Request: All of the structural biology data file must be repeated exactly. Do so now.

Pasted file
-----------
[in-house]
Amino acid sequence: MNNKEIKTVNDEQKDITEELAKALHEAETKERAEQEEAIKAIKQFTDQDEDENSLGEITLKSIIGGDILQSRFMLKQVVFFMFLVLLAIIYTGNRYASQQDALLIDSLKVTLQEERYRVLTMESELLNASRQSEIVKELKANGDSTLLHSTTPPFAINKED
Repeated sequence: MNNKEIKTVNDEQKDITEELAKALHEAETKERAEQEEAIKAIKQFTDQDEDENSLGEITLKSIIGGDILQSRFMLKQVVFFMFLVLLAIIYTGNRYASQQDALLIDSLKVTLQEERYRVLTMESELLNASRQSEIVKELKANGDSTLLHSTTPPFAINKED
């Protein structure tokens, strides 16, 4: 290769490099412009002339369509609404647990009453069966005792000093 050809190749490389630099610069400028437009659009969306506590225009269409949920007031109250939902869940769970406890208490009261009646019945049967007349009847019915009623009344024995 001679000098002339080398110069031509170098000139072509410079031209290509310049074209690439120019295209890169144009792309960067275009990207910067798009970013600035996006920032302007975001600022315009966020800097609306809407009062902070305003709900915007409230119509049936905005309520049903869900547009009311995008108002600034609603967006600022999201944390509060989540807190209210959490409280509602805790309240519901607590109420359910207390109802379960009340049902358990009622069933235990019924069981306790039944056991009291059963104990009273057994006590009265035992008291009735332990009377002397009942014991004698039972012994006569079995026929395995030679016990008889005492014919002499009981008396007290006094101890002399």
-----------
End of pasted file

[in-house]
Amino acid sequence: MNNKEIKTVNDEQKDITEELAKALHEAETKERAEQEEAIKAIKQFTDQDEDENSLGEITLKSIIGGDILQSRFMLKQVVFFMFLVLLAIIYTGNRYASQQDALLIDSLKVTLQEERYRVLTMESELLNASRQSEIVKELKANGDSTLLHSTTPPFAINKED
Repeated sequence: MNNKEIKTVNDEQKDITEELAKALHEAETKERAEQEEAIKAIKQFTDQDEDENSLGEITLKSIIGGDILQSRFMLKQVVFFMFLVLLAIIYTGNRYASQQDALLIDSLKVTLQEERYRVLTMESELLNASRQSEIVKELKANGDSTLLHSTTPPFAINKED
């Protein structure tokens, strides 16, 4: 290769490099412009002339369509609404647990009453069966005792000093 050809190749490389630099610069400028437009659009969306506590225009269409949920007031109250939902869940769970406890208490009261009646019945049967007349009847019915009623009344024995 001679000098002339080398110069031509170098000139072509410079031209290509310049074209690439120019295209890169144009792309960067275009990207910067798009970013600035996006920032302007975001600022315009966020800097609306809407009062902070305003709900915007409230119509049936905005309520049903869900547009009311995008108002600034609603967006600022999201944390509060989540807190209210959490409280509602805790309240519901607590109420359910207390109802379960009340049902358990009622069933235990019924069981306790039944056991009291059963104990009273057994006590009265035992008291009735332990009377002397009942014991004698039972012994006569079995026929395995030679016990008889005492014919002499009981008396007290006094101890002399």